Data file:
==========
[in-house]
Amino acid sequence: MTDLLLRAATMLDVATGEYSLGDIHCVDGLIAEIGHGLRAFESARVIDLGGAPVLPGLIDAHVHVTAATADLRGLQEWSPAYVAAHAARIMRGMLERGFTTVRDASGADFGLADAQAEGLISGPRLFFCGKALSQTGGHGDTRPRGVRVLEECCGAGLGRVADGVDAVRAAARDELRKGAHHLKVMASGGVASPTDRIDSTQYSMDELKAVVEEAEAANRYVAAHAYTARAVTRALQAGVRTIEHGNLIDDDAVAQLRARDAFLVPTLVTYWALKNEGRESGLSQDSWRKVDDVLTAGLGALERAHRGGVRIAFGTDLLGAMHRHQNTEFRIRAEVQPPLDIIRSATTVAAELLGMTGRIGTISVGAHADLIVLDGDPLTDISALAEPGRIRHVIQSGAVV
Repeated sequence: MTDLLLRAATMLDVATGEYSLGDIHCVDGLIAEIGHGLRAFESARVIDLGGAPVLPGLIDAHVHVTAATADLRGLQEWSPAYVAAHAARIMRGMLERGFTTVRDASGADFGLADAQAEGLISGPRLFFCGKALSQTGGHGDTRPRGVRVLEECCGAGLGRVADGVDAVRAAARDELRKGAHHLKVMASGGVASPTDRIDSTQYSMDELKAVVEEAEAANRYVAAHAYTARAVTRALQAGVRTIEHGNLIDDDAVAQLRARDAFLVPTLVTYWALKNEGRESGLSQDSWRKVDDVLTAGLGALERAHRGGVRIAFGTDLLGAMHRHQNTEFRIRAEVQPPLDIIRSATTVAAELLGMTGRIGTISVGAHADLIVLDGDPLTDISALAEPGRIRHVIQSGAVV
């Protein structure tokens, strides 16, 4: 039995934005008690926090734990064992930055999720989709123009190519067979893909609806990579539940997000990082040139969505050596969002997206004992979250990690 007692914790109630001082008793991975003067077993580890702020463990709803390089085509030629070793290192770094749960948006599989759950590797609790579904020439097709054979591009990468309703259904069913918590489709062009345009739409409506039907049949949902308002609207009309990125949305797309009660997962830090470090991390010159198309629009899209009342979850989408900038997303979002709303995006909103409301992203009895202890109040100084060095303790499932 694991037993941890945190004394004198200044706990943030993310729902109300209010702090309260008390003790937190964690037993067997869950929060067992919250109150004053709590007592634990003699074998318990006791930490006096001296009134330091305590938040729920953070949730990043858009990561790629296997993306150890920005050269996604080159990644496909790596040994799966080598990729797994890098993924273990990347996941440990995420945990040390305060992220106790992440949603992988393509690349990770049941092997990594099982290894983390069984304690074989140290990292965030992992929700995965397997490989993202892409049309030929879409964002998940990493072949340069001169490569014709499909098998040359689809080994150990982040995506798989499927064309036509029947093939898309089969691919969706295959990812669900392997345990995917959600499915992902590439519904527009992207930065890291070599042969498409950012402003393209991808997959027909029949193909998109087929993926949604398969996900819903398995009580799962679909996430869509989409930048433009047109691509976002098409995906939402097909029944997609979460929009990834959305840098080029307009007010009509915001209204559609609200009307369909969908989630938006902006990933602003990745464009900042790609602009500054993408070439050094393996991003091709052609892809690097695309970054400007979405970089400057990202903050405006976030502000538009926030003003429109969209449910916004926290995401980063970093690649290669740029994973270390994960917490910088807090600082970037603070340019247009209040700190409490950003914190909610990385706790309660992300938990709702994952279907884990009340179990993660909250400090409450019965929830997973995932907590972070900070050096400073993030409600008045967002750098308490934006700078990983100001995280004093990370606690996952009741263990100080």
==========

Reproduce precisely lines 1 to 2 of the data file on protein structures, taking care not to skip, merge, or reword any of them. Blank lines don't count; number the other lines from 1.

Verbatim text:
[in-house]
Amino acid sequence: MTDLLLRAATMLDVATGEYSLGDIHCVDGLIAEIGHGLRAFESARVIDLGGAPVLPGLIDAHVHVTAATADLRGLQEWSPAYVAAHAARIMRGMLERGFTTVRDASGADFGLADAQAEGLISGPRLFFCGKALSQTGGHGDTRPRGVRVLEECCGAGLGRVADGVDAVRAAARDELRKGAHHLKVMASGGVASPTDRIDSTQYSMDELKAVVEEAEAANRYVAAHAYTARAVTRALQAGVRTIEHGNLIDDDAVAQLRARDAFLVPTLVTYWALKNEGRESGLSQDSWRKVDDVLTAGLGALERAHRGGVRIAFGTDLLGAMHRHQNTEFRIRAEVQPPLDIIRSATTVAAELLGMTGRIGTISVGAHADLIVLDGDPLTDISALAEPGRIRHVIQSGAVV